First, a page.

Parents petition Target to stop selling Grand Theft Auto V
A SUNSHINE Beach father is among the thousands who have signed an online petition urging Target to remove the latest version of Grand Theft Auto from its shelves.
Jonathan Sligh signed the petition on change.org, which has gained more than 13,000 signatures in just four days.
His three sons bought the first version of the graphic video game about a decade ago. What he saw as he walked past their computer screen sickened him - and with each new version of the game the graphics and violence appear to get worse.
"Why would you base a game for fun on everything that's sh**ty in the world?" Mr Sligh said.
The petition, started by a domestic violence survivor known as Nicole, appeals to Target to "immediately withdraw Grand Theft Auto V from sale".
"The misogynistic GTA 5 literally makes a game of bashing, killing and horrific violence against woman. It also links sexual arousal and violence," it says.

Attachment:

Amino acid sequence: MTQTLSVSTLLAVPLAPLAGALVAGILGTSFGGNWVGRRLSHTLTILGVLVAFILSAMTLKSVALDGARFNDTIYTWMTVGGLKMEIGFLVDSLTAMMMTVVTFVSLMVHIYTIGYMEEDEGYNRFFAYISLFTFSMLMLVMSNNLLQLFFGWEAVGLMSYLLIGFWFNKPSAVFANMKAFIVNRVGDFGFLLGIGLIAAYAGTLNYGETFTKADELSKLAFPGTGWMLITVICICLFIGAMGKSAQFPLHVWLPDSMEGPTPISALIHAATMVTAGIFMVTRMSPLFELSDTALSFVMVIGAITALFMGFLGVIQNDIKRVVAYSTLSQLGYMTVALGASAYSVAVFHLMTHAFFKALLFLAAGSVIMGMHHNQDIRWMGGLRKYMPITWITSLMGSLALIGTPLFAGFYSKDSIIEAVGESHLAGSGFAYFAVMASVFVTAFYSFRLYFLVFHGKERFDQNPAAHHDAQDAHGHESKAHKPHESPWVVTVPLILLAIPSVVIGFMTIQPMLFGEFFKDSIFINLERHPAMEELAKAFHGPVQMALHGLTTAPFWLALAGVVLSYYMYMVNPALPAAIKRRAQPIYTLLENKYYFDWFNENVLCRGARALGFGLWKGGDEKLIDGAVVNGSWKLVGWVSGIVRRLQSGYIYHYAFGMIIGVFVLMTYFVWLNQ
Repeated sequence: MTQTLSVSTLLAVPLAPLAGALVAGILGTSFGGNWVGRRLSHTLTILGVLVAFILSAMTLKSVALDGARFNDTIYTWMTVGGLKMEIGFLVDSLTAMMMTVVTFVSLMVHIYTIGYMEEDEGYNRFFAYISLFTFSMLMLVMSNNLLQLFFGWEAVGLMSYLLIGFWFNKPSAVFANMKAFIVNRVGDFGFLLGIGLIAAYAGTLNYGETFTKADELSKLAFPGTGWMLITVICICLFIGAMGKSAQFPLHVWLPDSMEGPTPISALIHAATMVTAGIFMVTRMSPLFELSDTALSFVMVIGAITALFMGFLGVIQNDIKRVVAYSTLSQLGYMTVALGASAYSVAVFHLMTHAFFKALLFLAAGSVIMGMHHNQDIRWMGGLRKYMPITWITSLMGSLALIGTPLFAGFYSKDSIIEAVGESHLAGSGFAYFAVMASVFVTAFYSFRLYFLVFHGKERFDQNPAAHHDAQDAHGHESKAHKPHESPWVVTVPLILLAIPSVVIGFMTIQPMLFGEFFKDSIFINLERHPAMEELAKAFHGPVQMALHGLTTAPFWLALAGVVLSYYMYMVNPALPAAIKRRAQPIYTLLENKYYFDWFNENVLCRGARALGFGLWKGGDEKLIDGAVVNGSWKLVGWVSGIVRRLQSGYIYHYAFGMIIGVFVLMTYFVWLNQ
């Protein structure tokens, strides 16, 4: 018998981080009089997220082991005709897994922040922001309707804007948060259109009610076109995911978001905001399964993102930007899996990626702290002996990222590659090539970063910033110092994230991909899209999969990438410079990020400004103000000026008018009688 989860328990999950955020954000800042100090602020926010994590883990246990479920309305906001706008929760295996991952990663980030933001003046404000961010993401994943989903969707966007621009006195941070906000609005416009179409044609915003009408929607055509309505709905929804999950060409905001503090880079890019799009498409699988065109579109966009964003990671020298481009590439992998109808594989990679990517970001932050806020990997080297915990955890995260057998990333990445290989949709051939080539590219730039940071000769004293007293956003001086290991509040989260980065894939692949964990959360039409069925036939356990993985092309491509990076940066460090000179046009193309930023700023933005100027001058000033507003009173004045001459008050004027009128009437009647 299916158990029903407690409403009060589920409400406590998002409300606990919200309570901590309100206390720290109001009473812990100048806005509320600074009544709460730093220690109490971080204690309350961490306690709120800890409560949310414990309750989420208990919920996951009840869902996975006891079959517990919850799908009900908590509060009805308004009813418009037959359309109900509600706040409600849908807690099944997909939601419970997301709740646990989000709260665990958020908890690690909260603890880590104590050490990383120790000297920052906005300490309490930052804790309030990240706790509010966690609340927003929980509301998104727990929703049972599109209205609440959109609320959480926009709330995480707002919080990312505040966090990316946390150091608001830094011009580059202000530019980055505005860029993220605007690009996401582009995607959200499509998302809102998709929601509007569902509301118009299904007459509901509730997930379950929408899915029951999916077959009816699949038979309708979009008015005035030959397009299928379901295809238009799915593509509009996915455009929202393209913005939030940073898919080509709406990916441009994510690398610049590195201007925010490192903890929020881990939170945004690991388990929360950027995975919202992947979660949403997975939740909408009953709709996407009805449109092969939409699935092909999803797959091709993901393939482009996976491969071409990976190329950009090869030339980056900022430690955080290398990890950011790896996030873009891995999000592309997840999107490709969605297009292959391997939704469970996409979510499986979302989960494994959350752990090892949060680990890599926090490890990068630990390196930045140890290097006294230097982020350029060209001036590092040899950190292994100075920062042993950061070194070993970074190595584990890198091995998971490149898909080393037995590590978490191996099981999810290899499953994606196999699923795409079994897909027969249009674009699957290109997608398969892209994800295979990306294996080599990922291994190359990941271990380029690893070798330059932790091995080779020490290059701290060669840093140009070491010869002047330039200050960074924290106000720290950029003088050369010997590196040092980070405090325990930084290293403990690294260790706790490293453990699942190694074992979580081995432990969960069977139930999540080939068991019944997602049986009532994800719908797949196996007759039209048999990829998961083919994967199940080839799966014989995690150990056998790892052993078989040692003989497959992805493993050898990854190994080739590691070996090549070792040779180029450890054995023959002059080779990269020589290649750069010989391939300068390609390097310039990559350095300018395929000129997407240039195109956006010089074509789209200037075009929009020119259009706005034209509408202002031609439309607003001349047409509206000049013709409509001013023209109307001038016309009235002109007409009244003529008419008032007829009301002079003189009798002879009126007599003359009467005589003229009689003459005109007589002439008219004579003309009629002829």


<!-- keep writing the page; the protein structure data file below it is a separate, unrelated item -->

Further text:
"Games like this are grooming yet another generation of boys to tolerate violence against women. It is fuelling the epidemic of violence experienced by so many girls and women in Australia - and globally.
"Target, you pride yourself on being a family company, caring for local communities, and have a strong ethical sourcing policy. How can you do this while contributing to hostile and callous attitudes toward victims of violence and, more broadly, to all women?
"We urge you to follow the example set by New Zealand's largest retailer, NZ Warehouse Group, in upholding Corporate Social Responsibility and ethical corporate leadership by removing these games."
SCOPE Domestic and Family Violence Service manager Brigitte McLennan has joined in the call for the game to be removed from shelves.
Queensland police receive about 165 calls a day from victims of domestic violence.
"The message that this product is sending is that male violence against women is fun and okay," Ms McLennan said.
"In a time when reports of domestic violence are escalating, we need the whole community to embrace the message that male violence against women is not okay.
"We need retailers to understand that by promoting and selling this product they are potentially saying that sexual violence against women is acceptable."
Target did not respond to the Daily's queries.